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Tri States Public Radio Staff
Talk of the Nation
Monday through Thursday, host Neal Conan invites callers to discuss areas of topical interest, including politics and public service, education, religion, music, and healthcare. Talk of the Nation goes behind the headlines with decision-makers, authors, thinkers, artists, and listeners around the world, who become part of the conversation by calling 1-800-989-TALK.
Each Friday, journalist Ira Flatow is joined by listeners and studio guests to explore science-related topics -- from subatomic particles and the human genome to the Internet and earthquakes. Flatow offers in-depth discussion with scientists and others from all walks of life, giving listeners the chance to hear from the people whose work influences their daily lives.
Wednesday, June 19, 2013 12:36pmAuthor Lemony Snicket is known for his dry wit and matter-of-fact take on the mysterious and macabre. He is best known for tales of dastardly villains, clever orphans, and low-ranking members of secret organizations. In his latest children's book, he takes on the dark itself.
Wednesday, June 19, 2013 12:00pmA New York Federal District Court judge ruled that Fox Searchlight Pictures broke the law by not paying two interns for work on the film Black Swan. As a result, private employers may be considering revising their internship programs, or scrapping them altogether.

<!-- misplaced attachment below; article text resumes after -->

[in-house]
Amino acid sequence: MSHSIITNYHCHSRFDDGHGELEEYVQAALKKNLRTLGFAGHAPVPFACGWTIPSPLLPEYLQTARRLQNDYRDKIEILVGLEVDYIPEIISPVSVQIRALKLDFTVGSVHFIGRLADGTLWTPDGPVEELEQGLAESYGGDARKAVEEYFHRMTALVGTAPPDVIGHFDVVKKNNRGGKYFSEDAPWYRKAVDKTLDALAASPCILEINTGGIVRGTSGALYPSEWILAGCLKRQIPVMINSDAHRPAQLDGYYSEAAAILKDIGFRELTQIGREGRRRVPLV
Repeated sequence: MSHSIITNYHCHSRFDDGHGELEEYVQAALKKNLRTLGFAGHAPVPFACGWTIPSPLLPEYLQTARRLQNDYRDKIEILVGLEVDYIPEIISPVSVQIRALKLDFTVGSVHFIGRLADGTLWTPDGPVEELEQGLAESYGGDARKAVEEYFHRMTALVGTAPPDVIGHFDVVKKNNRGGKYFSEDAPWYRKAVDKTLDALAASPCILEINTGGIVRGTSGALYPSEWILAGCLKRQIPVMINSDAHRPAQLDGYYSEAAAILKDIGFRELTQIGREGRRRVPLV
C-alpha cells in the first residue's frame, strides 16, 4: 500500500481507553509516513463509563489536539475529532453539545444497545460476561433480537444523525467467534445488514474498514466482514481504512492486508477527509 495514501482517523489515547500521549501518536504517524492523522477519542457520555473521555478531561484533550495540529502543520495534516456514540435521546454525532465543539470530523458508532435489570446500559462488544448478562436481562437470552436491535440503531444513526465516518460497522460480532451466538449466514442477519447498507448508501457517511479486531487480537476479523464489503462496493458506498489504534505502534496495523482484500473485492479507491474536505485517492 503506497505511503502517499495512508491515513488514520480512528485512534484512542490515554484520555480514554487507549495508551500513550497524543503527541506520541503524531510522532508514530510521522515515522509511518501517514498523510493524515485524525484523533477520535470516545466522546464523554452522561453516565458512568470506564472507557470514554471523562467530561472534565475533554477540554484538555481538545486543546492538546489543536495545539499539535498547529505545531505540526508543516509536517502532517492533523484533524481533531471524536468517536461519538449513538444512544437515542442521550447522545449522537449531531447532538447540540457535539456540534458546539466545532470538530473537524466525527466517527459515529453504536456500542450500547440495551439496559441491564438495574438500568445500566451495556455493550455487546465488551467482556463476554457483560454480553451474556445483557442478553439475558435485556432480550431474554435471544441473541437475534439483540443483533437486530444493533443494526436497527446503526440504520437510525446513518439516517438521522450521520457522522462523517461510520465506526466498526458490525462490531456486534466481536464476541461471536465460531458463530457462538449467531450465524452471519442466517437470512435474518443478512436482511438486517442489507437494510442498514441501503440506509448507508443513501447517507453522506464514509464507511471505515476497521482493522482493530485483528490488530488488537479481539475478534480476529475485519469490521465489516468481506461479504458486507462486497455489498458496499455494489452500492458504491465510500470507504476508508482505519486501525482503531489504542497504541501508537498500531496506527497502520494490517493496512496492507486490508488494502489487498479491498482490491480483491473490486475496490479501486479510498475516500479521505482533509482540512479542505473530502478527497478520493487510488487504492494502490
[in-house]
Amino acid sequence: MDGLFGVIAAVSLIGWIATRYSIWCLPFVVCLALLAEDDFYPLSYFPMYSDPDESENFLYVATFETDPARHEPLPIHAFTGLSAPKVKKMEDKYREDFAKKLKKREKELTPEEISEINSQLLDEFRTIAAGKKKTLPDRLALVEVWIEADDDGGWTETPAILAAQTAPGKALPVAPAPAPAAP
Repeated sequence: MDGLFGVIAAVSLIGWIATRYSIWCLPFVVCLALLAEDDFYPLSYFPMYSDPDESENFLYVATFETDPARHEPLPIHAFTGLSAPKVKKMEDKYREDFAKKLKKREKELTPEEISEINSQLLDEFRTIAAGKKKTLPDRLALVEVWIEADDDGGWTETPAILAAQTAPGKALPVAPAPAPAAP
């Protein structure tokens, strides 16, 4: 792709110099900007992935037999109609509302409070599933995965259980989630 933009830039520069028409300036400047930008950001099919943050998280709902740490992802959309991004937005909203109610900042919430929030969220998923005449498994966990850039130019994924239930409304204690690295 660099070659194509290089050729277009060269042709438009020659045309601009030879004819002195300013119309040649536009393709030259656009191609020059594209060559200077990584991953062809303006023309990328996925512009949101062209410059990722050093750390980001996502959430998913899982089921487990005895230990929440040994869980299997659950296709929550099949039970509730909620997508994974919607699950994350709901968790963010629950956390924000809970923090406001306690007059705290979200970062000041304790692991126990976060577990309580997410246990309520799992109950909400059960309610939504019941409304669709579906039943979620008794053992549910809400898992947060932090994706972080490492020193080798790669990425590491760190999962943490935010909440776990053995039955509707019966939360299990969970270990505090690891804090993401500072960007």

Wednesday, June 19, 2013 12:00pmNPR's Neal Conan reads from listener comments on previous show topics, including research into rare diseases and the joys and myths of having an only child.
Wednesday, June 19, 2013 12:00pmKen Rudin recaps the week in politics. Boston Globe political reporter Jim O'Sullivan previews the special election between Mass. Senate candidates Edward Markey and Gabriel Gomez on June 25. NPR senior Washington editor Ron Elving looks to the future of Congress.
Tuesday, June 18, 2013 12:00pmTwelve years after the war began, Afghanistan's president announced Tuesday that Afghan forces officially assumed control of security for the country. U.S. and NATO troops will remain until the 2014 deadline, but the Afghan military is now expected to fight without NATO support.